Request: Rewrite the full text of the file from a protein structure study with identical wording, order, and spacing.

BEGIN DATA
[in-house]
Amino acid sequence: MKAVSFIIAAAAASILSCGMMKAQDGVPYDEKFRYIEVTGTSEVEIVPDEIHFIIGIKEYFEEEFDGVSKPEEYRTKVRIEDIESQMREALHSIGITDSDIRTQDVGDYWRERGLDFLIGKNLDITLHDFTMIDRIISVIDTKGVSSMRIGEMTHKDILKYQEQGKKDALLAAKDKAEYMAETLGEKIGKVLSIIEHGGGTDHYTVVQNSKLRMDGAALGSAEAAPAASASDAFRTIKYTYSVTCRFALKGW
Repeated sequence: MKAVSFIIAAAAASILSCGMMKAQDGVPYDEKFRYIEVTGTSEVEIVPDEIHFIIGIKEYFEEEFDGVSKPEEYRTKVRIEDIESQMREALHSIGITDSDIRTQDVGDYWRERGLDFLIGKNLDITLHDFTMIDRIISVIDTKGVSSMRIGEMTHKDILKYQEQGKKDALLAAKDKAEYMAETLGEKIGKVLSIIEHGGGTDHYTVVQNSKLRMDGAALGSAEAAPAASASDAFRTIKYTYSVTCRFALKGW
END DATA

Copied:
[in-house]
Amino acid sequence: MKAVSFIIAAAAASILSCGMMKAQDGVPYDEKFRYIEVTGTSEVEIVPDEIHFIIGIKEYFEEEFDGVSKPEEYRTKVRIEDIESQMREALHSIGITDSDIRTQDVGDYWRERGLDFLIGKNLDITLHDFTMIDRIISVIDTKGVSSMRIGEMTHKDILKYQEQGKKDALLAAKDKAEYMAETLGEKIGKVLSIIEHGGGTDHYTVVQNSKLRMDGAALGSAEAAPAASASDAFRTIKYTYSVTCRFALKGW
Repeated sequence: MKAVSFIIAAAAASILSCGMMKAQDGVPYDEKFRYIEVTGTSEVEIVPDEIHFIIGIKEYFEEEFDGVSKPEEYRTKVRIEDIESQMREALHSIGITDSDIRTQDVGDYWRERGLDFLIGKNLDITLHDFTMIDRIISVIDTKGVSSMRIGEMTHKDILKYQEQGKKDALLAAKDKAEYMAETLGEKIGKVLSIIEHGGGTDHYTVVQNSKLRMDGAALGSAEAAPAASASDAFRTIKYTYSVTCRFALKGW